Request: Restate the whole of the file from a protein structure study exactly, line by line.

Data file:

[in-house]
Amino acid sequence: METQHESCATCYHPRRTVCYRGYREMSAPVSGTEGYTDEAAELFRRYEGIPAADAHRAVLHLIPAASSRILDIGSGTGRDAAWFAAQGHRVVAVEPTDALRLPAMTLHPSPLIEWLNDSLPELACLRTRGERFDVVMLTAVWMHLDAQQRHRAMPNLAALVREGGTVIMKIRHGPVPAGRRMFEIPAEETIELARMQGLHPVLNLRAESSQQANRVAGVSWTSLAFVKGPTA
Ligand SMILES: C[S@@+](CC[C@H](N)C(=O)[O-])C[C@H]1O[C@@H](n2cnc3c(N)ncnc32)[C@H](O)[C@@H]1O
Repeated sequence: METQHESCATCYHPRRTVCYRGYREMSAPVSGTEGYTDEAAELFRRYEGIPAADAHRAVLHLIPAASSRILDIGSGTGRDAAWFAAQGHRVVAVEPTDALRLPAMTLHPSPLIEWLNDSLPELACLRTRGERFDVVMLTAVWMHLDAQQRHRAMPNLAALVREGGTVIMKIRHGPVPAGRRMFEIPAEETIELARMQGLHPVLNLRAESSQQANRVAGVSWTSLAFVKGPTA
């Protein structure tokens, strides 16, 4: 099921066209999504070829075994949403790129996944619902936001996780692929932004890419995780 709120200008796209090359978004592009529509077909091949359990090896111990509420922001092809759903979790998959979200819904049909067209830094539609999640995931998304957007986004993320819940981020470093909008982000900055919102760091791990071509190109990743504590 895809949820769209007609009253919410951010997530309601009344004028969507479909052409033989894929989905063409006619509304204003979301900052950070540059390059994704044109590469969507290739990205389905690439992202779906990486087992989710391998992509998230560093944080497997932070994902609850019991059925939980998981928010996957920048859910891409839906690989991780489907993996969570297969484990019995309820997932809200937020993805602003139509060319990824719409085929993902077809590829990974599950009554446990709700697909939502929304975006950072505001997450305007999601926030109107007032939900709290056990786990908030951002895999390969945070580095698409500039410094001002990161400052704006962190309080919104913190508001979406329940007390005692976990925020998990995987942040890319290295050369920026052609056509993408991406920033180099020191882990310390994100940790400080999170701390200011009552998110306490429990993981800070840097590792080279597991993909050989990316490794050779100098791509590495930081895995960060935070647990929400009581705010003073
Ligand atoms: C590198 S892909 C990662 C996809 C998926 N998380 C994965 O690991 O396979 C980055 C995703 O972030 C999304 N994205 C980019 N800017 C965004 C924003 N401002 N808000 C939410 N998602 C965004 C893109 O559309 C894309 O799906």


[in-house]
Amino acid sequence: METQHESCATCYHPRRTVCYRGYREMSAPVSGTEGYTDEAAELFRRYEGIPAADAHRAVLHLIPAASSRILDIGSGTGRDAAWFAAQGHRVVAVEPTDALRLPAMTLHPSPLIEWLNDSLPELACLRTRGERFDVVMLTAVWMHLDAQQRHRAMPNLAALVREGGTVIMKIRHGPVPAGRRMFEIPAEETIELARMQGLHPVLNLRAESSQQANRVAGVSWTSLAFVKGPTA
Ligand SMILES: C[S@@+](CC[C@H](N)C(=O)[O-])C[C@H]1O[C@@H](n2cnc3c(N)ncnc32)[C@H](O)[C@@H]1O
Repeated sequence: METQHESCATCYHPRRTVCYRGYREMSAPVSGTEGYTDEAAELFRRYEGIPAADAHRAVLHLIPAASSRILDIGSGTGRDAAWFAAQGHRVVAVEPTDALRLPAMTLHPSPLIEWLNDSLPELACLRTRGERFDVVMLTAVWMHLDAQQRHRAMPNLAALVREGGTVIMKIRHGPVPAGRRMFEIPAEETIELARMQGLHPVLNLRAESSQQANRVAGVSWTSLAFVKGPTA
């Protein structure tokens, strides 16, 4: 099921066209999504070829075994949403790129996944619902936001996780692929932004890419995780 709120200008796209090359978004592009529509077909091949359990090896111990509420922001092809759903979790998959979200819904049909067209830094539609999640995931998304957007986004993320819940981020470093909008982000900055919102760091791990071509190109990743504590 895809949820769209007609009253919410951010997530309601009344004028969507479909052409033989894929989905063409006619509304204003979301900052950070540059390059994704044109590469969507290739990205389905690439992202779906990486087992989710391998992509998230560093944080497997932070994902609850019991059925939980998981928010996957920048859910891409839906690989991780489907993996969570297969484990019995309820997932809200937020993805602003139509060319990824719409085929993902077809590829990974599950009554446990709700697909939502929304975006950072505001997450305007999601926030109107007032939900709290056990786990908030951002895999390969945070580095698409500039410094001002990161400052704006962190309080919104913190508001979406329940007390005692976990925020998990995987942040890319290295050369920026052609056509993408991406920033180099020191882990310390994100940790400080999170701390200011009552998110306490429990993981800070840097590792080279597991993909050989990316490794050779100098791509590495930081895995960060935070647990929400009581705010003073
Ligand atoms: C590198 S892909 C990662 C996809 C998926 N998380 C994965 O690991 O396979 C980055 C995703 O972030 C999304 N994205 C980019 N800017 C965004 C924003 N401002 N808000 C939410 N998602 C965004 C893109 O559309 C894309 O799906």